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US Trophy Hunting Plays Key Role in ‘Silent Extinction’ of Giraffes

© REUTERS / Goran TomasevicA giraffe runs in Amboseli National park, Kenya August 26, 2016.
A giraffe runs in Amboseli National park, Kenya August 26, 2016. - Sputnik International
The recent death of the last male northern white rhinoceros on Earth and the US’ lifting its trophy hunting ban on elephants and lions has provoked many conservationists to shine a light on another creeping tragedy: the “silent extinction” of giraffes.

Trophy hunting, the recreational killing of wild animals for ornaments, has grossly contributed to the decline of the giraffe population over the last few decades. According to the International Union for Conservation of Nature and Natural Resources (IUCN), around 110,000 "mature" giraffes were estimated to be in existence in 1985, but the number had dwindled to a startling 68,000 in 2015 and continues to decline.

"Whilst giraffes are commonly seen on safari, in the media and in zoos, people — including conservationists — are unaware that these majestic animals are undergoing a silent extinction," said Julian Fennessy, co-chair of the IUCN's giraffe and okapi specialist group.

With the US being the largest known importer of animal trophies following expensive expeditions, many say banning trophy imports would help curb the population decrease of giraffes and other vulnerable or endangered animals.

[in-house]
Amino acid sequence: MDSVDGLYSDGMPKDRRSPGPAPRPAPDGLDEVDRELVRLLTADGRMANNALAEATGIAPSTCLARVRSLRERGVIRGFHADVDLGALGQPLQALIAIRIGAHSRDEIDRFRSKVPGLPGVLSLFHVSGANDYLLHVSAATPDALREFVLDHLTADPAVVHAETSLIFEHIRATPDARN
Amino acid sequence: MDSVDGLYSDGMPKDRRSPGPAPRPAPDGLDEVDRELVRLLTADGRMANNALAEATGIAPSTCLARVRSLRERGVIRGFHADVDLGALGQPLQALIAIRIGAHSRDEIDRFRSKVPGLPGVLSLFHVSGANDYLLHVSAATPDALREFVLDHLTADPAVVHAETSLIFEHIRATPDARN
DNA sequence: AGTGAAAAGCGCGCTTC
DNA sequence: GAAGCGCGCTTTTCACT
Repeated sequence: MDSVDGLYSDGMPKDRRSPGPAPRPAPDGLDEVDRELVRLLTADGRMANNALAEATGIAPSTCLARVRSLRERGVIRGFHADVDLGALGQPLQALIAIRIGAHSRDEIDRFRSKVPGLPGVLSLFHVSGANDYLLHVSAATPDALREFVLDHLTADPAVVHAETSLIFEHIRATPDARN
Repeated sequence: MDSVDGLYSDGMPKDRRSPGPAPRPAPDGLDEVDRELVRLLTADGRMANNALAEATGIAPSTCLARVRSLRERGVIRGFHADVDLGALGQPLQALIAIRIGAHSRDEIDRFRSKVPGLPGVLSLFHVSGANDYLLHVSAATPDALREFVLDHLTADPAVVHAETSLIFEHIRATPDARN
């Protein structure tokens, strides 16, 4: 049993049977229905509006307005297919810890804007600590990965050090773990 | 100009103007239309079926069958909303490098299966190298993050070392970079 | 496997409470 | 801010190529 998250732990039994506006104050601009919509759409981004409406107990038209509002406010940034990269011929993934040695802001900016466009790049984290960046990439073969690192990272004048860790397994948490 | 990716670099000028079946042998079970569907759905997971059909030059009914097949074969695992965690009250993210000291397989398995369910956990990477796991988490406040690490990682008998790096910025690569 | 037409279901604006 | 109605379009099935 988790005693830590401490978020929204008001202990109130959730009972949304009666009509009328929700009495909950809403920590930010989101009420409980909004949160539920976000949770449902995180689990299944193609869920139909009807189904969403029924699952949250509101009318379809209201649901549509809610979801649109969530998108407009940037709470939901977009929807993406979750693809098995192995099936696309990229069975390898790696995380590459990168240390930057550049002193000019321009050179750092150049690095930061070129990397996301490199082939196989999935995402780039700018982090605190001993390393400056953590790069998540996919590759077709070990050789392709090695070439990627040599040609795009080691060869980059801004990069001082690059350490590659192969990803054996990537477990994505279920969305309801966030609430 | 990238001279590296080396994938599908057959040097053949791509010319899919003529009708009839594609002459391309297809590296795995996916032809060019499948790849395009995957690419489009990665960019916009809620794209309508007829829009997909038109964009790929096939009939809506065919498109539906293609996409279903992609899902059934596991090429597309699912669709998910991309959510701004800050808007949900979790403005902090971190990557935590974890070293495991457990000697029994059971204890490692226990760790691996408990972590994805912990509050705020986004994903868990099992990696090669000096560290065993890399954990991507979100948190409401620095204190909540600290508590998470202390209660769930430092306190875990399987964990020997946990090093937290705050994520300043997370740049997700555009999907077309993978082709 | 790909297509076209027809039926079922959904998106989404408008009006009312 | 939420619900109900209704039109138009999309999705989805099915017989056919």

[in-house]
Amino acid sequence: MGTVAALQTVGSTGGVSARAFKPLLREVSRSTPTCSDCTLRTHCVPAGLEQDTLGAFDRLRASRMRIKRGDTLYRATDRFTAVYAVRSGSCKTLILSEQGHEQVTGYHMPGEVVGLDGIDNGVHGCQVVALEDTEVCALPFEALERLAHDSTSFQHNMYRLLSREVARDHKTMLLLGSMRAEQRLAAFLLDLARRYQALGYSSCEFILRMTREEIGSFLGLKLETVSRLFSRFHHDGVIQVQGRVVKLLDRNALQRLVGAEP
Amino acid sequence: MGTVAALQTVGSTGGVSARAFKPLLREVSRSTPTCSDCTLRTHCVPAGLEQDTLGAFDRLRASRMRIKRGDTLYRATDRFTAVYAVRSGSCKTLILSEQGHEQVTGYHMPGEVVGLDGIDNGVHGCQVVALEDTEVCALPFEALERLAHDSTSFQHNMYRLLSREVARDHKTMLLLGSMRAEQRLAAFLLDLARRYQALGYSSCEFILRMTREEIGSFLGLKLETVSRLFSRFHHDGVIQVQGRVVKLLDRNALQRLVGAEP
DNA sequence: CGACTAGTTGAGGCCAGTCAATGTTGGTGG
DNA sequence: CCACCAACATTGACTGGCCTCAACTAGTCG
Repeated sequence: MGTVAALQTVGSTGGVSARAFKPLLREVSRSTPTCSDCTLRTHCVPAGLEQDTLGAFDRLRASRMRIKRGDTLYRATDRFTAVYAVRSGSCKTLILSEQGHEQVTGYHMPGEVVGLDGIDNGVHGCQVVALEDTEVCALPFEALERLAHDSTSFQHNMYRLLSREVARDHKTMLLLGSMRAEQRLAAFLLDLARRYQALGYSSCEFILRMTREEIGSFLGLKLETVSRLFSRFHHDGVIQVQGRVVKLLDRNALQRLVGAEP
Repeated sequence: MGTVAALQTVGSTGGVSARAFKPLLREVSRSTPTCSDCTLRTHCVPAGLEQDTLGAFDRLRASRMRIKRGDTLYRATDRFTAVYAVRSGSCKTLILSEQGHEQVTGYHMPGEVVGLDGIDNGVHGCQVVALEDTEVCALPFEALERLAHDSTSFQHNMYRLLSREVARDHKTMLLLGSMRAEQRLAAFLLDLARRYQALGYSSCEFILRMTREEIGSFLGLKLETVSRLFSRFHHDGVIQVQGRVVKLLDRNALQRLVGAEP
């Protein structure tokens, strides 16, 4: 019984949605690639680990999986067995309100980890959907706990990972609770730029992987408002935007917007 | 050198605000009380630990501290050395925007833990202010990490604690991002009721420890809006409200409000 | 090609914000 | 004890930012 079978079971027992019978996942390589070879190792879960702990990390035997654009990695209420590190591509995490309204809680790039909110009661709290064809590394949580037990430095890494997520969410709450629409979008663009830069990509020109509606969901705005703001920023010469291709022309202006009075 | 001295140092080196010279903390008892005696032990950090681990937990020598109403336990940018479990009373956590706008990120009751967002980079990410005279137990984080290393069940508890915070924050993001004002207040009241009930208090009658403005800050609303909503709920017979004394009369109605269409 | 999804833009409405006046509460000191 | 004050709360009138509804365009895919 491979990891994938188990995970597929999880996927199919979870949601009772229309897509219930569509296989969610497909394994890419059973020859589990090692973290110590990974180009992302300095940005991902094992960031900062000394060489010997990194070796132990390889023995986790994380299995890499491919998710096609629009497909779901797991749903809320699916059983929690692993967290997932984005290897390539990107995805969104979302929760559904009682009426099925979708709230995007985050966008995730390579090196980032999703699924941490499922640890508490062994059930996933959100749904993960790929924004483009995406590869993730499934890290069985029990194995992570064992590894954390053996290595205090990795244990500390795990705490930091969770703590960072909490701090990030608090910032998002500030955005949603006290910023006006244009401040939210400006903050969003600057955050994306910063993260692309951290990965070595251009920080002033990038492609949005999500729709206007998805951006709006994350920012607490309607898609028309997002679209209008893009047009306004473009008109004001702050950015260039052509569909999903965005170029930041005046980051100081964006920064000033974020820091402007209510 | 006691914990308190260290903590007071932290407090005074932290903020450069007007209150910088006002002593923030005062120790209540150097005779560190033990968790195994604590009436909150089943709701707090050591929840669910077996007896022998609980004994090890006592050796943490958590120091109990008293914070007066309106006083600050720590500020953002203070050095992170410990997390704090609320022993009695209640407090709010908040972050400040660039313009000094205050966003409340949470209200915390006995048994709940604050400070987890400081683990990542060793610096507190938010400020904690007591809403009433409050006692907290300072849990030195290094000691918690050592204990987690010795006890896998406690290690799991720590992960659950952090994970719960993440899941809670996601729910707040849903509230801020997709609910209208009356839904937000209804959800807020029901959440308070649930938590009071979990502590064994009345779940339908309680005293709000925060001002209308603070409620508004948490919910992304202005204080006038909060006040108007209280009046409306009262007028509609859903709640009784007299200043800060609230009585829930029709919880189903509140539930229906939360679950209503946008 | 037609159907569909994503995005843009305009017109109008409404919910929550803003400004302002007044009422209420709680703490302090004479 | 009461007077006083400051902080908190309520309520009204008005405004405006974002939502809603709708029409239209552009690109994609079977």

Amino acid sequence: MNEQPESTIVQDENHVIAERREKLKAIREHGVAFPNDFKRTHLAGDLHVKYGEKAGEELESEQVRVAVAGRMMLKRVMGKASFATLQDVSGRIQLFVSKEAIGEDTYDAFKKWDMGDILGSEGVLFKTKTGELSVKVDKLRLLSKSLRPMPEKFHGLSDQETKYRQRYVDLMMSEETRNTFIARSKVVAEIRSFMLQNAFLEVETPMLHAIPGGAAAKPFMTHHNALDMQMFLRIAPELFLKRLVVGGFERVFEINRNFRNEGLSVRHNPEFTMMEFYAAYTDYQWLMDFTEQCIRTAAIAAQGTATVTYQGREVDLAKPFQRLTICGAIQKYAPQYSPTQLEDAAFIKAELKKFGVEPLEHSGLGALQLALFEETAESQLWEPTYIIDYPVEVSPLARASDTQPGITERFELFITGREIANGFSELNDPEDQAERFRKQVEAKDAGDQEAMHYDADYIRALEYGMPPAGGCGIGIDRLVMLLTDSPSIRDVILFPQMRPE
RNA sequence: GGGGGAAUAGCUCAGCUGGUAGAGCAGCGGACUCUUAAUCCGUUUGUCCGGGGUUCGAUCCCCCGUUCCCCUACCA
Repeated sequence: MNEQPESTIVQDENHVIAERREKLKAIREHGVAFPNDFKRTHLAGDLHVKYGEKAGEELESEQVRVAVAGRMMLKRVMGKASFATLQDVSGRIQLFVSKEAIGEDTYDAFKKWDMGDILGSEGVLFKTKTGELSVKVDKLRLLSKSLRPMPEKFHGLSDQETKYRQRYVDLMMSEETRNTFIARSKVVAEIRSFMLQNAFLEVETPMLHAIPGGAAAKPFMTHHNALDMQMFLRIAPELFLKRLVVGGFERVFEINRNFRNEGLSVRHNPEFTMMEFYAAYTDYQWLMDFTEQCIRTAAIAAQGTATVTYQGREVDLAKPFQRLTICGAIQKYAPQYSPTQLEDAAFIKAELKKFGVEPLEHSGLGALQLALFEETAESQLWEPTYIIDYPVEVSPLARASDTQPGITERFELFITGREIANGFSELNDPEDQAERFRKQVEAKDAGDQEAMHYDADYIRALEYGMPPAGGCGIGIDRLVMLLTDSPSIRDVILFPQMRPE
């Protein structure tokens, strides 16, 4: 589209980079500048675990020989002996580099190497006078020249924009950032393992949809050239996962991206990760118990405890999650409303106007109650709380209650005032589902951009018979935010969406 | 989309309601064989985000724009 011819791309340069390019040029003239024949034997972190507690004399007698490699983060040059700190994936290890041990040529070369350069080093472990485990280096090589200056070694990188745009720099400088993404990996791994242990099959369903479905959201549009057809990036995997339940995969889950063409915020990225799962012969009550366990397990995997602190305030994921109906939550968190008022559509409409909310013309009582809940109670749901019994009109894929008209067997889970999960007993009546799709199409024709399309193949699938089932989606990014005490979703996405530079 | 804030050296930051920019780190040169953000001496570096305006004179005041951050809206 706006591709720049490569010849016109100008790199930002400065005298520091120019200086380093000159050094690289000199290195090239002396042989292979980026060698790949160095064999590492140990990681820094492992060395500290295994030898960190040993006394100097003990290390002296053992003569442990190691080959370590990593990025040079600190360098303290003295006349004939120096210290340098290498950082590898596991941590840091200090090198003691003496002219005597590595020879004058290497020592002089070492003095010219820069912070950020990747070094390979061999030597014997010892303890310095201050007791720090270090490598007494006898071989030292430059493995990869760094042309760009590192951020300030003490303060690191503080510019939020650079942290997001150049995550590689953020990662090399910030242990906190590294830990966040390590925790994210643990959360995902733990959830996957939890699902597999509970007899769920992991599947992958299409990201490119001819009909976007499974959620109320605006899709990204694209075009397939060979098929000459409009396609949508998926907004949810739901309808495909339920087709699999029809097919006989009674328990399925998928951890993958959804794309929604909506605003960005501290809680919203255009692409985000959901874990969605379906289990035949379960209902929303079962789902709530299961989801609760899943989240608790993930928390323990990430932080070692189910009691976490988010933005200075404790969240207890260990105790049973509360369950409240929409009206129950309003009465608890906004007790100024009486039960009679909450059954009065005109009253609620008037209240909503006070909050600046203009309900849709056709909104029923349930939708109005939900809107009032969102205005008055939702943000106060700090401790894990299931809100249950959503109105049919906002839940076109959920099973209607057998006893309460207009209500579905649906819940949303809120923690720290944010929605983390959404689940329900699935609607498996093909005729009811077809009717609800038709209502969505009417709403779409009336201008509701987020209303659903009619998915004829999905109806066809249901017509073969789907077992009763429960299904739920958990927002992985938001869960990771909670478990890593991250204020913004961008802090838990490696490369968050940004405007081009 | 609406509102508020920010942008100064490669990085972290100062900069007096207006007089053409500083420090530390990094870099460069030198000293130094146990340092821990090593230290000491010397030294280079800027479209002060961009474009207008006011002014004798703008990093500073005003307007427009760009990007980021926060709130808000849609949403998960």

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"Currently, no US or international law protects giraffes against overexploitation for trade. It is clearly time to change this. As the largest importer of trophies in the world, the role of the United States in the decline of this species is undeniable and we must do our part to protect these animals," Masha Kalinina, international trade policy specialist with Humane Society International, said in April 2017 in support of a petition by five environmental groups to protect giraffes under the Endangered Species Act.

The petition, which called for the USFWS to provide endangered species protection to giraffes, is still languishing after its 90-day review process.

US President Donald Trump, whose two sons notably participate in big game hunting, recently lifted the ban on importing big game trophies acquired in certain African countries, as reported in a March 1 memorandum by the US Fish and Wildlife Service (USFWS).

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Many argue that trophy hunting is beneficial to conservation due to the revenue brought in to states and reserves, but the IUCN clarifies that "effective governance and management" are necessary in order for it to have a positive and honest impact. 

While habitat loss and local civil unrest remain at the top of the IUCN's major threats list for giraffes, all factors need to be considered in order to halt the "silent extinction" before trophy hunting and poaching of giraffes reaches the level threatening elephants and rhinos.

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